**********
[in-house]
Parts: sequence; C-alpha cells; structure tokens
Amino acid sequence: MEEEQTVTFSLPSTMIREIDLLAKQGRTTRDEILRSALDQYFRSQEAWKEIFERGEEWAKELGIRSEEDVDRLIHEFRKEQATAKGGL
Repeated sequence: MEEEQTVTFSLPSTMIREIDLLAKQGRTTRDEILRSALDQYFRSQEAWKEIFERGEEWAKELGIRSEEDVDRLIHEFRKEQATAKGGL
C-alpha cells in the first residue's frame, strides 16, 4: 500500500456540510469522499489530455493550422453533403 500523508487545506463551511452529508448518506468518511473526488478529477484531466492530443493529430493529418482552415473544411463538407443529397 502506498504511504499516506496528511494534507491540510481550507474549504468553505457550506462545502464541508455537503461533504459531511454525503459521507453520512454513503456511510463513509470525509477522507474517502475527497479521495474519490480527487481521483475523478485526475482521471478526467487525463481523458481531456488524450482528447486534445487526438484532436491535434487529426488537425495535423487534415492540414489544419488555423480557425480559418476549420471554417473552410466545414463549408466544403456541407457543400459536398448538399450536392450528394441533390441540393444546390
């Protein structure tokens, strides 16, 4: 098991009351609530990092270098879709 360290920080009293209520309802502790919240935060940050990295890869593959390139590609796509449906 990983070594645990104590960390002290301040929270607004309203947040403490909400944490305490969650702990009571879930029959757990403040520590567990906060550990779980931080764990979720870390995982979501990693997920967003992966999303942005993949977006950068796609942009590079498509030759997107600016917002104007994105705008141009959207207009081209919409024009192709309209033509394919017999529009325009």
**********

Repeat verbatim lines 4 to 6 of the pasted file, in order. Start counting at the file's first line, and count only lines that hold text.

Repeated sequence: MEEEQTVTFSLPSTMIREIDLLAKQGRTTRDEILRSALDQYFRSQEAWKEIFERGEEWAKELGIRSEEDVDRLIHEFRKEQATAKGGL
C-alpha cells in the first residue's frame, strides 16, 4: 500500500456540510469522499489530455493550422453533403 500523508487545506463551511452529508448518506468518511473526488478529477484531466492530443493529430493529418482552415473544411463538407443529397 502506498504511504499516506496528511494534507491540510481550507474549504468553505457550506462545502464541508455537503461533504459531511454525503459521507453520512454513503456511510463513509470525509477522507474517502475527497479521495474519490480527487481521483475523478485526475482521471478526467487525463481523458481531456488524450482528447486534445487526438484532436491535434487529426488537425495535423487534415492540414489544419488555423480557425480559418476549420471554417473552410466545414463549408466544403456541407457543400459536398448538399450536392450528394441533390441540393444546390
């Protein structure tokens, strides 16, 4: 098991009351609530990092270098879709 360290920080009293209520309802502790919240935060940050990295890869593959390139590609796509449906 990983070594645990104590960390002290301040929270607004309203947040403490909400944490305490969650702990009571879930029959757990403040520590567990906060550990779980931080764990979720870390995982979501990693997920967003992966999303942005993949977006950068796609942009590079498509030759997107600016917002104007994105705008141009959207207009081209919409024009192709309209033509394919017999529009325009």